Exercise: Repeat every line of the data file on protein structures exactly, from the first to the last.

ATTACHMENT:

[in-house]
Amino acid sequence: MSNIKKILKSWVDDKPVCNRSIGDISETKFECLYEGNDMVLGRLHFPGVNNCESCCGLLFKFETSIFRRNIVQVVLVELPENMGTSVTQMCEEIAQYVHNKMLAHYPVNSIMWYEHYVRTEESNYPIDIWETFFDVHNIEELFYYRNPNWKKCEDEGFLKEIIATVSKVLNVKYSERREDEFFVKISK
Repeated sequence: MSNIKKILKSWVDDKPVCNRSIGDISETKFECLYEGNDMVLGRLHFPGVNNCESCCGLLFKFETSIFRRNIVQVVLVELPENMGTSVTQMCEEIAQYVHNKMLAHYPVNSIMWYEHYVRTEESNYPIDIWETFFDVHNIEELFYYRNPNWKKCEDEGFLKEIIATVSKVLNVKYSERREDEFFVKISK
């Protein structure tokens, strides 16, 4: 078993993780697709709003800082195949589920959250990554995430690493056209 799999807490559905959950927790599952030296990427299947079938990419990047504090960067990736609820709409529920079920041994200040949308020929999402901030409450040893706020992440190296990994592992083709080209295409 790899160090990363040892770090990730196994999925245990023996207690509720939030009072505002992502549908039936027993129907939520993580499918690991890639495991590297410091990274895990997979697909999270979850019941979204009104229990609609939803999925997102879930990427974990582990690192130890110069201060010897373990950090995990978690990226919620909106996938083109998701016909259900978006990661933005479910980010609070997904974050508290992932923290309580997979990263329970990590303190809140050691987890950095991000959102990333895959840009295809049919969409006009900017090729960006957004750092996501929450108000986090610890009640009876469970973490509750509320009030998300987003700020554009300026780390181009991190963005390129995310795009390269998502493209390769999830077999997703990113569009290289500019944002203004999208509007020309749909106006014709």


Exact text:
[in-house]
Amino acid sequence: MSNIKKILKSWVDDKPVCNRSIGDISETKFECLYEGNDMVLGRLHFPGVNNCESCCGLLFKFETSIFRRNIVQVVLVELPENMGTSVTQMCEEIAQYVHNKMLAHYPVNSIMWYEHYVRTEESNYPIDIWETFFDVHNIEELFYYRNPNWKKCEDEGFLKEIIATVSKVLNVKYSERREDEFFVKISK
Repeated sequence: MSNIKKILKSWVDDKPVCNRSIGDISETKFECLYEGNDMVLGRLHFPGVNNCESCCGLLFKFETSIFRRNIVQVVLVELPENMGTSVTQMCEEIAQYVHNKMLAHYPVNSIMWYEHYVRTEESNYPIDIWETFFDVHNIEELFYYRNPNWKKCEDEGFLKEIIATVSKVLNVKYSERREDEFFVKISK
């Protein structure tokens, strides 16, 4: 078993993780697709709003800082195949589920959250990554995430690493056209 799999807490559905959950927790599952030296990427299947079938990419990047504090960067990736609820709409529920079920041994200040949308020929999402901030409450040893706020992440190296990994592992083709080209295409 790899160090990363040892770090990730196994999925245990023996207690509720939030009072505002992502549908039936027993129907939520993580499918690991890639495991590297410091990274895990997979697909999270979850019941979204009104229990609609939803999925997102879930990427974990582990690192130890110069201060010897373990950090995990978690990226919620909106996938083109998701016909259900978006990661933005479910980010609070997904974050508290992932923290309580997979990263329970990590303190809140050691987890950095991000959102990333895959840009295809049919969409006009900017090729960006957004750092996501929450108000986090610890009640009876469970973490509750509320009030998300987003700020554009300026780390181009991190963005390129995310795009390269998502493209390769999830077999997703990113569009290289500019944002203004999208509007020309749909106006014709």